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Wednesday, May 28, 2003

Hughey Fires Back

By Kirk Hughey

Debating Ms. Kamhi is like trying to debate a computer. Both have programmed responses and a comprehension limited to the literal. This is most obvious in her selective interpretation of Helen Gardner (that misses Gardner's entire point) and her ignorant dismissal of Kupka as "naive" regarding representational art.

She either can't or won't grasp the idea that art is directly experiential and not a context employing generalized conceptual symbols (as with mathematics or language). No matter how useful, concepts are symbols- and symbols are wholly dependent on the reality to which they refer. But, as Korzybski pointed out; "the map is not the territory". No matter how much it relies on abstraction, a mimetic art is always the "map" while abstract art, no matter what it may reference, is primarily the "territory" - a real event in itself.

Like a tree. Ms. Kamhi, pathetically, seems unable to see the territory except as a map.

When the quality and effect of art can be measured as accurately as the distance between Earth and Andromeda it will enter the realm of the objective and be subsumed by science. Until then it is subjective- a word I would never modify by the adjective "mere" since it includes every sensibility that non-mechanical humans find meaningful.

Ms. Kamhi wants us to accept her definition of art as universal fact but a "fact" can be reduced to theory simply by one contradictory example from experience. In the case of science this would be one physical measurement. In art it would be one informed individual response. Even if we only had my own response to consider it is enough to reduce her "law" to mere theory-or hypothesis. I would go farther and suggest that her theory has the same relationship to art as phlogiston has to thermodynamics.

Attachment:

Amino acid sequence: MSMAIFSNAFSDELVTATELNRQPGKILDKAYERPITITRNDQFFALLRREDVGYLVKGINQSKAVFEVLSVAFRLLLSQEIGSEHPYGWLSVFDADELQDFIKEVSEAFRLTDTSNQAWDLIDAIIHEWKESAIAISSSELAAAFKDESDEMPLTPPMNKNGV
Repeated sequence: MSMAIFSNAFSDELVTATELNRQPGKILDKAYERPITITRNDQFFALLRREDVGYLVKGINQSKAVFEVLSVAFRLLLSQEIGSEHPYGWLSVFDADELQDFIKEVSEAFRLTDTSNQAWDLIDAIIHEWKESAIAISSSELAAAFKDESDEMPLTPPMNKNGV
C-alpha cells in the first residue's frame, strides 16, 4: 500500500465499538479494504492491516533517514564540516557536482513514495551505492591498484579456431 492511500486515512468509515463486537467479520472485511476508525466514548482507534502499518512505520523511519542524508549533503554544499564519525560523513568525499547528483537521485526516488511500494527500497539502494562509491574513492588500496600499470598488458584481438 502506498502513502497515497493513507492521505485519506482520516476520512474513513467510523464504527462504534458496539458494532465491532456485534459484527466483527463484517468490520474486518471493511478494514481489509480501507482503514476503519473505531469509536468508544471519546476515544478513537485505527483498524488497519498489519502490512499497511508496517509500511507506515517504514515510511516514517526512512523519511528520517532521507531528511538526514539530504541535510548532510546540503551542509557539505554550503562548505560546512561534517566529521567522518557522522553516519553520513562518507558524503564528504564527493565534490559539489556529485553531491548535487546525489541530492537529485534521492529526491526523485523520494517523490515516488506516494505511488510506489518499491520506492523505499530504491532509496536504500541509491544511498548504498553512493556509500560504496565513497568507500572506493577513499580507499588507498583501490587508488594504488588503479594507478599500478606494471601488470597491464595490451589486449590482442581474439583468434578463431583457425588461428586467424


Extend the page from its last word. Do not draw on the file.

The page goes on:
I can only hope others will enjoy reading her letters to find the glaring self-contradictions ,obvious misconceptions and simplistic illogic. If our audience is not bored with all this; I certainly am - and I don't have a book to promote. In case anyone has missed it her title is; "What Art Is" (which alone reveals consummate arrogance and vacuous pedantry-not to mention the prospect of ontological obfuscation).

Instead of reacting by reflex and trying to revise history we should ask why abstraction became necessary in the first place. The twentieth century was shaped by unfamiliar insights of science into invisible forces expressed in abstract conceptual form-only an abstract art could help adapt us to this by showing how the unknown can be realized in perceptible form as well.

That century saw the rise of totalitarian ideologies bent on shaping people to their inflexible constructs - also expressed in abstract generalities, but without ground in real particulars; individual human beings. Abstraction speaks to the personal; the free , imaginative, inventive human mind capable of independent judgement and unafraid of the unknown. It is this quality that makes it feared and hated by pathological autocrats like those I mentioned in my first letter: Hitler and Stalin. I know Ms. Kamhi is as repelled by this company as I am-but this is where simplistic ideological dogma inevitably leads.

Kirk Hughey

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